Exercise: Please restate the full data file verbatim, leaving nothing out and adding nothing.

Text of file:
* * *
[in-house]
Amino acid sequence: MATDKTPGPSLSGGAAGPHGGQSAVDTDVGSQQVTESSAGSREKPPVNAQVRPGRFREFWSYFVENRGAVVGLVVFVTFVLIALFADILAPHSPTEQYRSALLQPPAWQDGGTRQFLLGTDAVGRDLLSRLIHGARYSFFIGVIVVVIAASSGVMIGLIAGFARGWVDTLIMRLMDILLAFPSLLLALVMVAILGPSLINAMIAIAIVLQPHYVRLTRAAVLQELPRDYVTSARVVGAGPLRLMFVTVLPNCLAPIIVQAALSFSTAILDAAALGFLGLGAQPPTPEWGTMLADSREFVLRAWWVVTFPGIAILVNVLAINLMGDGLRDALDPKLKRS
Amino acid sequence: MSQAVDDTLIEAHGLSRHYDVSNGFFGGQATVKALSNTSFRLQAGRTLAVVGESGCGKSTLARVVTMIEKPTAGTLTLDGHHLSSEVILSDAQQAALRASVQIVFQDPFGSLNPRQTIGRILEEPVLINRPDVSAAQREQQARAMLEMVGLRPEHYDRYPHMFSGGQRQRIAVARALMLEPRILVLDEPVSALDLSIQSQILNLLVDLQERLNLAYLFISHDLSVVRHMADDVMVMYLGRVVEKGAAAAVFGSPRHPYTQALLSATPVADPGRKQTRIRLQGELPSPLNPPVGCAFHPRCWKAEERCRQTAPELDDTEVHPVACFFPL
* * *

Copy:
[in-house]
Amino acid sequence: MATDKTPGPSLSGGAAGPHGGQSAVDTDVGSQQVTESSAGSREKPPVNAQVRPGRFREFWSYFVENRGAVVGLVVFVTFVLIALFADILAPHSPTEQYRSALLQPPAWQDGGTRQFLLGTDAVGRDLLSRLIHGARYSFFIGVIVVVIAASSGVMIGLIAGFARGWVDTLIMRLMDILLAFPSLLLALVMVAILGPSLINAMIAIAIVLQPHYVRLTRAAVLQELPRDYVTSARVVGAGPLRLMFVTVLPNCLAPIIVQAALSFSTAILDAAALGFLGLGAQPPTPEWGTMLADSREFVLRAWWVVTFPGIAILVNVLAINLMGDGLRDALDPKLKRS
Amino acid sequence: MSQAVDDTLIEAHGLSRHYDVSNGFFGGQATVKALSNTSFRLQAGRTLAVVGESGCGKSTLARVVTMIEKPTAGTLTLDGHHLSSEVILSDAQQAALRASVQIVFQDPFGSLNPRQTIGRILEEPVLINRPDVSAAQREQQARAMLEMVGLRPEHYDRYPHMFSGGQRQRIAVARALMLEPRILVLDEPVSALDLSIQSQILNLLVDLQERLNLAYLFISHDLSVVRHMADDVMVMYLGRVVEKGAAAAVFGSPRHPYTQALLSATPVADPGRKQTRIRLQGELPSPLNPPVGCAFHPRCWKAEERCRQTAPELDDTEVHPVACFFPL